Temelkova et al24 found that once age and sex is adjusted CCA-IMT is strongly correlated with triglyceride levels and total to HDL cholesterol ratio but we did not find such correlation with either cholesterol or triglyceride levels in our study. No independent determinant of IMT was found in the diabetic group by multivariate analysis in Temelkovo study.24 They concluded that newly detected type 2 diabetic patients exhibit a higher degree of early atherosclerosis than normal glucose-tolerant subjects matched for age and sex. Their data suggested that hyperglycaemia, together with a clustering of risk factors, and in particular dyslipidaemia, may cause intimal-medial thickening in the early phases of diabetes.
It is well established that in non diabetics age, gender, total cholesterol and smoking are independent determinants of CCA-IMT.25 Irrespective of well known risk factors of atherosclerosis Geroulakos G et al10 and Kanters SD11 were unable to found any statistical significant correlation between CCA-IMT with age, gender, duration of DM, serum total cholesterol and triglyceride levels in patients with type 2 diabetes mellitus. It is probably explained by the fact that diabetes itself is of crucial importance for the development of atherosclerosis because of clustering of multiple interrelated metabolic disturbances that it over shadows the contribution of other risk factors. In our study also majority of patients had other risk factors in addition to diabetes mellitus.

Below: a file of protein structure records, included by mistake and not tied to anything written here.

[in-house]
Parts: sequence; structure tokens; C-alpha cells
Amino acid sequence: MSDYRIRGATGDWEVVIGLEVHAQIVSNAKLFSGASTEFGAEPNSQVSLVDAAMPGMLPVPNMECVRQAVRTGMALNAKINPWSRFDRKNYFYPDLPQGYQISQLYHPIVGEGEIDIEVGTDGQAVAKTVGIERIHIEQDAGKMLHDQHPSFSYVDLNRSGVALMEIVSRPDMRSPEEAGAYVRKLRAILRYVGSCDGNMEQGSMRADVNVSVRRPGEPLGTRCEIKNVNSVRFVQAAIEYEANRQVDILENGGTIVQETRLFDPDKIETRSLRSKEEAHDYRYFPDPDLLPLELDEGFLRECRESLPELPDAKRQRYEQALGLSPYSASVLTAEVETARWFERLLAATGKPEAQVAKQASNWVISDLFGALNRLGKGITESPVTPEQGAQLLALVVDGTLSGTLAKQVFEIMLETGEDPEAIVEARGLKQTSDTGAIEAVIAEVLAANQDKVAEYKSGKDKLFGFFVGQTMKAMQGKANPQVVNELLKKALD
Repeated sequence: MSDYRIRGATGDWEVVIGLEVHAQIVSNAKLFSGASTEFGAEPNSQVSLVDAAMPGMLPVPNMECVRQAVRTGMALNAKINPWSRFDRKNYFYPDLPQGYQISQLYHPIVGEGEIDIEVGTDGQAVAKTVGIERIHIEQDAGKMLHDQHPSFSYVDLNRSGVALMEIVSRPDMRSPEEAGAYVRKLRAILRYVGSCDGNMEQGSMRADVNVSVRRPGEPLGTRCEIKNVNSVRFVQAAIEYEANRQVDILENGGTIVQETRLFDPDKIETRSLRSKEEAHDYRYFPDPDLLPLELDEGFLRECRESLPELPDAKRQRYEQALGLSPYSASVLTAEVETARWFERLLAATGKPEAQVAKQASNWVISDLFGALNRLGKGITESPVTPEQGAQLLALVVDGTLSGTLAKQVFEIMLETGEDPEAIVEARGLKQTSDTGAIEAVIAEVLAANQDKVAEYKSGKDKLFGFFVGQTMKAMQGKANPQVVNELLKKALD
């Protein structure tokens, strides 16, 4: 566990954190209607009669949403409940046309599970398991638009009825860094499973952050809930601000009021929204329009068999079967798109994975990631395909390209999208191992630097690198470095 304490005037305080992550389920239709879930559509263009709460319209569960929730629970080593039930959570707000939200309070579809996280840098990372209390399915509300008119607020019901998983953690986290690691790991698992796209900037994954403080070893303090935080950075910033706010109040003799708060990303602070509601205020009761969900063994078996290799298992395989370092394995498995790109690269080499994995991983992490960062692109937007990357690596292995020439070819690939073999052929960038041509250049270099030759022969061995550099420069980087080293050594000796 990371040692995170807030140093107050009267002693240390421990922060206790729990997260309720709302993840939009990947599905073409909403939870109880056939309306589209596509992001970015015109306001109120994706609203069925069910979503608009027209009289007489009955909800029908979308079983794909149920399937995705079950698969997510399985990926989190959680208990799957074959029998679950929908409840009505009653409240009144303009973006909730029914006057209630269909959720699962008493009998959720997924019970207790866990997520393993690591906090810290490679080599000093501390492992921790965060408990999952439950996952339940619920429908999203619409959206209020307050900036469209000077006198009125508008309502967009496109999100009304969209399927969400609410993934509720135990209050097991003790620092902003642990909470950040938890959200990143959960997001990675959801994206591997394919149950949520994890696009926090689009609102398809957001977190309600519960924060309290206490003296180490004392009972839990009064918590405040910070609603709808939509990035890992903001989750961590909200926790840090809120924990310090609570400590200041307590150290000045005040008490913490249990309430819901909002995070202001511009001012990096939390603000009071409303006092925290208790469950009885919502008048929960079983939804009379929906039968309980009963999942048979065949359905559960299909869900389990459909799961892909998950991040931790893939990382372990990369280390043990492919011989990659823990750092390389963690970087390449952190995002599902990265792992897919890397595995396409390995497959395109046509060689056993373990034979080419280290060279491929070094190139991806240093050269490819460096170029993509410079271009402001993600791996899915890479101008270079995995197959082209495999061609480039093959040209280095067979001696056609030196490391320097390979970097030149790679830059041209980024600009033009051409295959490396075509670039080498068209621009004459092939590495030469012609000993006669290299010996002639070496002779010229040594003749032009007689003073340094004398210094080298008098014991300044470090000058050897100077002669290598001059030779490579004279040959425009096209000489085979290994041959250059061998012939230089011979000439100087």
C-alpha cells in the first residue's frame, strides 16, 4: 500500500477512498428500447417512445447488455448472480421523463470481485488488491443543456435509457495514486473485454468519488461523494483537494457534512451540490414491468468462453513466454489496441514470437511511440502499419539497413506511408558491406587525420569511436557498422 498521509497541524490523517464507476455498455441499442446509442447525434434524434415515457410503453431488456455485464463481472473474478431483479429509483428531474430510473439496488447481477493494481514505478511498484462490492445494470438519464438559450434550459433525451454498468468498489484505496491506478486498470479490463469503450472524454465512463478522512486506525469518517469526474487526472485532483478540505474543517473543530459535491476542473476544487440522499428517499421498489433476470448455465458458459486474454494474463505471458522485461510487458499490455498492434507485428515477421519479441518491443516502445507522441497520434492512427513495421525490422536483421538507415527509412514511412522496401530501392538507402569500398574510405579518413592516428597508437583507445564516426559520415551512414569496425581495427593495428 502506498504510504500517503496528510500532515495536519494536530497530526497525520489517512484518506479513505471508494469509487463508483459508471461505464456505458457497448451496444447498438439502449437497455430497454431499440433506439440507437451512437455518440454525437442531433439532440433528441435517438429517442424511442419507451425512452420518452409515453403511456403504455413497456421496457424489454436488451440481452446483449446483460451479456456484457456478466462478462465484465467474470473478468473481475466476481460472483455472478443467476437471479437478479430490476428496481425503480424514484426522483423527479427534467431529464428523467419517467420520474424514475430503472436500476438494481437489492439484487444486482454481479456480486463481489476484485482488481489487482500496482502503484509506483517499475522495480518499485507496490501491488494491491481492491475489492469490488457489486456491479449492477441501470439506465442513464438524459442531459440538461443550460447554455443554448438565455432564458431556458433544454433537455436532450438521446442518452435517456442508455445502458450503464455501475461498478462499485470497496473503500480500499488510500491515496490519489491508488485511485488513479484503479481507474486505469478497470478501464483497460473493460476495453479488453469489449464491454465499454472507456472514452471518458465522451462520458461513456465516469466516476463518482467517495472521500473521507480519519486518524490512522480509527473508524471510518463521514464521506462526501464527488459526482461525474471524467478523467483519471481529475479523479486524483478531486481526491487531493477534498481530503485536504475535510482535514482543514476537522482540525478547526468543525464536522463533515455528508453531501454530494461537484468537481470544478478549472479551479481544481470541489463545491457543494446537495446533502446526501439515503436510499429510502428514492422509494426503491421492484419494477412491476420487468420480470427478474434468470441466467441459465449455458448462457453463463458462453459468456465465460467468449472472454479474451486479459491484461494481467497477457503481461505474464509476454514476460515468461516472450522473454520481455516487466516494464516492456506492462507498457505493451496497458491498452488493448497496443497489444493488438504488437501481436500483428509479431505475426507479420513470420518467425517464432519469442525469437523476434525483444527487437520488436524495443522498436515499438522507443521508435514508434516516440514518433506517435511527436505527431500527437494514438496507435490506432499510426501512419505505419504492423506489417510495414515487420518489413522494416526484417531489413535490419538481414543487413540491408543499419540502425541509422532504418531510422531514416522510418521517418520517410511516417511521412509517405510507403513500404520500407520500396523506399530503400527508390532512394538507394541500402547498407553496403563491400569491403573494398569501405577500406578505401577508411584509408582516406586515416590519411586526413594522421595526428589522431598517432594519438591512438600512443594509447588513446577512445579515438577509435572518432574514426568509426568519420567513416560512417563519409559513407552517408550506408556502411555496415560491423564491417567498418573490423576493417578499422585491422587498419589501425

In conclusion our data shows that CCA-IMT is directly associated with duration of DM and BMI while inverse correlation has been seen with HDL cholesterol. No correlation was observed with age, gender, levels of cholesterol, triglyceride, HbA1c, history of smoking, hypertension and ischaemic heart disease. Considering the conflicting outcomes of different studies it is suggested that further research is required in larger number of patients to find out the interrelationship and contribution of various risk factors of carotid atherosclerosis in diabetic patients.
1.Ross R. Atherosclerosis-an inflammatory disease. N Engl J Med 1999; 340: 115-25.
2.Davies MJ, Woolf N. Atherosclerosis-what is it and why does it occur? Br Heart J 1993; 69 (Suppl.): S3-11.
3.Touboul PJ, Labreuche J, Vicaut E, Amarenco P. Genic Investigators. Carotid intima-media thickness, plaques, and
4.Wong M, Edelstein J, Wollman J, Bond G. Ultrasonic-pathological comparison of the human arterial wall. Verification of intima-media thickness. Arterioscler Thromb 1993; 13: 482-6.